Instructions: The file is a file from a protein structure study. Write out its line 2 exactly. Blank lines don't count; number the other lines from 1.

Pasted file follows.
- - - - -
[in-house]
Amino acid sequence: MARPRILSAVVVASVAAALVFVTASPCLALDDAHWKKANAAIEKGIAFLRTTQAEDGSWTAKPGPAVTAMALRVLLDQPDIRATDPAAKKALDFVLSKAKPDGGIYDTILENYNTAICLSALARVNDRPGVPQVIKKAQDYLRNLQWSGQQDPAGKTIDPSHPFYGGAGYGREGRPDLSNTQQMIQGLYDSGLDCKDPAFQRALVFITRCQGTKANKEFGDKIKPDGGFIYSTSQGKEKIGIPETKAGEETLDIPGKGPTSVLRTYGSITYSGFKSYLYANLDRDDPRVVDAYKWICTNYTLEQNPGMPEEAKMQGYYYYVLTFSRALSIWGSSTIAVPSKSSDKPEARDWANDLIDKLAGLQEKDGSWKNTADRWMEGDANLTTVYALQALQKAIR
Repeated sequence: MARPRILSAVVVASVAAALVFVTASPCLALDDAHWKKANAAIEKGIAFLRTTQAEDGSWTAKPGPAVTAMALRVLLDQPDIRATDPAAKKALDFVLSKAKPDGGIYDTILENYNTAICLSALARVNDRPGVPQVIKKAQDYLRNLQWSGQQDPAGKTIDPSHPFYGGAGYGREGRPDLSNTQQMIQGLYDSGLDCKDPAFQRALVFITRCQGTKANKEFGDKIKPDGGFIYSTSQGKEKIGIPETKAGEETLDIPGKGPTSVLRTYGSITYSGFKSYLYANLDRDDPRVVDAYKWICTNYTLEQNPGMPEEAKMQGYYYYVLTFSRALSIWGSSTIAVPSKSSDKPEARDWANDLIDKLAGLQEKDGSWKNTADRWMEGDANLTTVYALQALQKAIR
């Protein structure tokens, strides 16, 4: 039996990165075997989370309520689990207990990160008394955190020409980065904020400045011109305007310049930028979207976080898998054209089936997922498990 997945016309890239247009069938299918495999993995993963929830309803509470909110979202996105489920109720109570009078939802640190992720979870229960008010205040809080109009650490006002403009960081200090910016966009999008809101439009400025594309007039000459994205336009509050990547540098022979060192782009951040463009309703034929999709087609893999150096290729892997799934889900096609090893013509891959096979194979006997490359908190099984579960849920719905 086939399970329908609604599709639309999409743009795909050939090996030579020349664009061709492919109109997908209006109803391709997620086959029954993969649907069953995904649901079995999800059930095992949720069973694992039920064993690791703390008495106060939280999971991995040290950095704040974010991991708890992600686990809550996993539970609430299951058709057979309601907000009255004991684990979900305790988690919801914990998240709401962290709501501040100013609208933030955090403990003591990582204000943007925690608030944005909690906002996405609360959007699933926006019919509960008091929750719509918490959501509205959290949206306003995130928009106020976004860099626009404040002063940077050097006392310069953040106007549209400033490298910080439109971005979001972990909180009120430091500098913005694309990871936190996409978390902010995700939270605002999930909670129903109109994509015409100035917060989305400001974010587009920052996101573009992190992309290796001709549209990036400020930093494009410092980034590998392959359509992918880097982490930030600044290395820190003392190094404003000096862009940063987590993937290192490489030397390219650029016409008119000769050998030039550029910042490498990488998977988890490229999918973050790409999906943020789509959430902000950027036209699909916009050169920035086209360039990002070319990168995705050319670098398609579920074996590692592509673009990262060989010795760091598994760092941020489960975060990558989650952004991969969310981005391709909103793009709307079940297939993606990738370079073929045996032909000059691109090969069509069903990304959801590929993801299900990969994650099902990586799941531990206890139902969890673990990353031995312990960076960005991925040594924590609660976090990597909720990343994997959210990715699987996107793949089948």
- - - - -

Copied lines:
Amino acid sequence: MARPRILSAVVVASVAAALVFVTASPCLALDDAHWKKANAAIEKGIAFLRTTQAEDGSWTAKPGPAVTAMALRVLLDQPDIRATDPAAKKALDFVLSKAKPDGGIYDTILENYNTAICLSALARVNDRPGVPQVIKKAQDYLRNLQWSGQQDPAGKTIDPSHPFYGGAGYGREGRPDLSNTQQMIQGLYDSGLDCKDPAFQRALVFITRCQGTKANKEFGDKIKPDGGFIYSTSQGKEKIGIPETKAGEETLDIPGKGPTSVLRTYGSITYSGFKSYLYANLDRDDPRVVDAYKWICTNYTLEQNPGMPEEAKMQGYYYYVLTFSRALSIWGSSTIAVPSKSSDKPEARDWANDLIDKLAGLQEKDGSWKNTADRWMEGDANLTTVYALQALQKAIR